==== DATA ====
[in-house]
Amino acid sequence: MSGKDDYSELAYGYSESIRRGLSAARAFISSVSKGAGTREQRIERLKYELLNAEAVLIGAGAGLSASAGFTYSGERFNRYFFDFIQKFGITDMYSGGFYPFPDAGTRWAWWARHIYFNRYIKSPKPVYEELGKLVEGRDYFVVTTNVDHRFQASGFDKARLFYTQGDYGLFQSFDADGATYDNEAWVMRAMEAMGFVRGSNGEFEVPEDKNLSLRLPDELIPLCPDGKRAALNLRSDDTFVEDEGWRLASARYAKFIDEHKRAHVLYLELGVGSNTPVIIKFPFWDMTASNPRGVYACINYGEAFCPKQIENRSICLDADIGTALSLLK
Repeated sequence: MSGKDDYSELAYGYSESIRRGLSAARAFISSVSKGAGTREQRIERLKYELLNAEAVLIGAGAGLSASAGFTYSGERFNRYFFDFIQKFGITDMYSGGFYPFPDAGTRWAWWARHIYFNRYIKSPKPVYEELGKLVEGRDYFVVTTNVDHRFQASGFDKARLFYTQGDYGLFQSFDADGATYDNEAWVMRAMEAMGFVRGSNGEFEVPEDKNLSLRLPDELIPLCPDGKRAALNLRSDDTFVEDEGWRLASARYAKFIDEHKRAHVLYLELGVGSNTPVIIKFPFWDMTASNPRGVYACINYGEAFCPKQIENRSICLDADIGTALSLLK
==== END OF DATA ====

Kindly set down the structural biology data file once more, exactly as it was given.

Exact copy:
[in-house]
Amino acid sequence: MSGKDDYSELAYGYSESIRRGLSAARAFISSVSKGAGTREQRIERLKYELLNAEAVLIGAGAGLSASAGFTYSGERFNRYFFDFIQKFGITDMYSGGFYPFPDAGTRWAWWARHIYFNRYIKSPKPVYEELGKLVEGRDYFVVTTNVDHRFQASGFDKARLFYTQGDYGLFQSFDADGATYDNEAWVMRAMEAMGFVRGSNGEFEVPEDKNLSLRLPDELIPLCPDGKRAALNLRSDDTFVEDEGWRLASARYAKFIDEHKRAHVLYLELGVGSNTPVIIKFPFWDMTASNPRGVYACINYGEAFCPKQIENRSICLDADIGTALSLLK
Repeated sequence: MSGKDDYSELAYGYSESIRRGLSAARAFISSVSKGAGTREQRIERLKYELLNAEAVLIGAGAGLSASAGFTYSGERFNRYFFDFIQKFGITDMYSGGFYPFPDAGTRWAWWARHIYFNRYIKSPKPVYEELGKLVEGRDYFVVTTNVDHRFQASGFDKARLFYTQGDYGLFQSFDADGATYDNEAWVMRAMEAMGFVRGSNGEFEVPEDKNLSLRLPDELIPLCPDGKRAALNLRSDDTFVEDEGWRLASARYAKFIDEHKRAHVLYLELGVGSNTPVIIKFPFWDMTASNPRGVYACINYGEAFCPKQIENRSICLDADIGTALSLLK